I don’t like telling people my form of cognitive dysfunction because I don’t want anyone diminishing my value as a person. I still have a lot to contribute. I don’t like looking at people’s shocked or ridiculous reactions. I don’t want people’s pity or their unwarranted diagnosis. But if I didn’t share this part of me to the world, then I might as well move to Antarctica. Because keeping this a secret is the same as cursing myself to a life sentence of isolation added to the pains. Although, sometimes, I’m not sure which is worst – moving to Antarctica or subjecting myself to the occasional tortuous reactions of few people, which could also be isolating in certain ways.

There was a research published by National Fibromyalgia and Chronic Pains Association about Cognitive Function and Fibromyalgia, and it showed that there is a cognitive dysfunction in FM. The paper says, “And this is not due solely to psychiatric disorders such as depression, or to other symptoms of FM such as sleep disturbance, anxiety or fatigue. On the other hand, cognitive dysfunction in FM is related to pain.”

Yes, the 86, 400 seconds of constant daily pain requires some cognitive effort which probably contributes to the decline of some mental functions, in particular, short and long term memory skills.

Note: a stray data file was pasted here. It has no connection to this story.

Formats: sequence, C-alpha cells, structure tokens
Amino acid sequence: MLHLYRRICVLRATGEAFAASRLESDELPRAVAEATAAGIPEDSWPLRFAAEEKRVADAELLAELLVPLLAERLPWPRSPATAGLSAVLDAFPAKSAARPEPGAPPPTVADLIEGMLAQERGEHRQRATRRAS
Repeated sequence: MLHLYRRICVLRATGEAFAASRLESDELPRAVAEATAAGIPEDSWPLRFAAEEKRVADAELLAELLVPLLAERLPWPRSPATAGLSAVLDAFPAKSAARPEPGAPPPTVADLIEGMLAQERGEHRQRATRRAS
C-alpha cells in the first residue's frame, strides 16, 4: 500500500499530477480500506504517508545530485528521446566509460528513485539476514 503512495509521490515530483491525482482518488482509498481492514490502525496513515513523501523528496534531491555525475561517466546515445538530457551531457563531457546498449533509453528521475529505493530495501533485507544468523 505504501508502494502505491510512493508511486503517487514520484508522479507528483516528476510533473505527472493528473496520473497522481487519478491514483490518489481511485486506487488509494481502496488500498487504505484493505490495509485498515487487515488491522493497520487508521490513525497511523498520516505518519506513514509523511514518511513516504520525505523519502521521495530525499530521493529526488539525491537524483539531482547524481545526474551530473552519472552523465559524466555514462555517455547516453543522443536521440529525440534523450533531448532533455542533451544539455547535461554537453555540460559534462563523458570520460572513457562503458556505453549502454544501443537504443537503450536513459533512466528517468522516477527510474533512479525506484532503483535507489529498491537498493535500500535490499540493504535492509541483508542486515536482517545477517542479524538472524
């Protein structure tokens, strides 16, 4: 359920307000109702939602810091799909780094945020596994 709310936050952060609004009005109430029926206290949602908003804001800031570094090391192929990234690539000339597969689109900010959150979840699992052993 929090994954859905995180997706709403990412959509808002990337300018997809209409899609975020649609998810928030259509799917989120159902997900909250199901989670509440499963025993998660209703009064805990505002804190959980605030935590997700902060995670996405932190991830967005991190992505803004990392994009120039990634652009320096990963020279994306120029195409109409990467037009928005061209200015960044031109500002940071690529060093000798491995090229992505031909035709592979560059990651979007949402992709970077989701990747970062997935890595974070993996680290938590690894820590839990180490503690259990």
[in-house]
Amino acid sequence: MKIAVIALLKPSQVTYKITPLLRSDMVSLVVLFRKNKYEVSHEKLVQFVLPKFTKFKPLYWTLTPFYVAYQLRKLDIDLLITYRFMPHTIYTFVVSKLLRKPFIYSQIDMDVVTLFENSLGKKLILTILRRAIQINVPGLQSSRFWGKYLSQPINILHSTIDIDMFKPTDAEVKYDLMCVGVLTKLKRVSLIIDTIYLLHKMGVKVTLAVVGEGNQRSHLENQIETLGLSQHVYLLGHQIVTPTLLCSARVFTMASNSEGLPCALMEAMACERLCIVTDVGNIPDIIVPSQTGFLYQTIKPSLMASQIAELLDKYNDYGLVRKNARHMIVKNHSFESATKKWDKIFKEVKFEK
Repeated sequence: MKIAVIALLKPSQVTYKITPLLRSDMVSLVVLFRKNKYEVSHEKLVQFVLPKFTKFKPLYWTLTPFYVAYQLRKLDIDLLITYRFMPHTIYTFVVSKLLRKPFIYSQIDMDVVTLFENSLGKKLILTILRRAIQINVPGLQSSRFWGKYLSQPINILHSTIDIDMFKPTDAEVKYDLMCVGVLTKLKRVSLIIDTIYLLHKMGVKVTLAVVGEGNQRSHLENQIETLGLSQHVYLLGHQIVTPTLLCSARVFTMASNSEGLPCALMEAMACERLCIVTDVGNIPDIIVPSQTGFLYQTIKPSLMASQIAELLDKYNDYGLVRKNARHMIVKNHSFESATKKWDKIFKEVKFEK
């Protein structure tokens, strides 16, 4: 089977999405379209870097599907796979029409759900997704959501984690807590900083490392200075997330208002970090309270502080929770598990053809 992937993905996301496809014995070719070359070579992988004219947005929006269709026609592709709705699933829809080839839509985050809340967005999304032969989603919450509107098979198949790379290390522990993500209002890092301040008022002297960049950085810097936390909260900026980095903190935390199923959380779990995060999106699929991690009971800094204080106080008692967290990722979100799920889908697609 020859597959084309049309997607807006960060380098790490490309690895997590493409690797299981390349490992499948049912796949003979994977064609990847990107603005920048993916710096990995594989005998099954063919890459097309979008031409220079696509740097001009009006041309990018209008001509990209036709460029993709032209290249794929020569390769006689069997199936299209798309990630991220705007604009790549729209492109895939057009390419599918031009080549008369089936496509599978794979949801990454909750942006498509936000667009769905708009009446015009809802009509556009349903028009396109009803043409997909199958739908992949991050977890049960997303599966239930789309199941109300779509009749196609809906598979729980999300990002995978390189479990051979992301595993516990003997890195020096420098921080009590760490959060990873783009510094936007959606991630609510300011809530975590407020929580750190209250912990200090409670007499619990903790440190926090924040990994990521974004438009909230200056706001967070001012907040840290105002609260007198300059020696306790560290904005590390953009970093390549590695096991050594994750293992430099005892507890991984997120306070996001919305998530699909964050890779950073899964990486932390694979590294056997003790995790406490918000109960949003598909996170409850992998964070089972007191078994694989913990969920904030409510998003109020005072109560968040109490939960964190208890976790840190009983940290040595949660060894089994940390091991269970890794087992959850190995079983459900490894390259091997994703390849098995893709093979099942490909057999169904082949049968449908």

Suffering from constant pains, discomfort and other conditions, I can tell you that the relationship I have now with the Lord helps me stay positive, hopeful, and gracious. And the grace I enjoy and get to share plays a significant part to being able to do what I do everyday. I still have bad days, but God’s love was never lost to me.

Every day, I would remind myself that it’s okay to speak out. And it’s okay not to be okay. It’s okay to put a voice and a face to a less known condition that is called Fibromyalgia. It’s okay to let others know I’m not always okay, and that this does not make me less thankful or grateful for the many blessings I get.

I thank my family and friends who bring me hope by embracing me with their grace, love, and acceptance. To my fellow fibromite and spoonie, know that there’s always a beautiful side to our new normal. Sometimes, it’s hard to see it. When that happens, let’s take it upon ourselves to recreate one by sharing our story, one spoon at a time.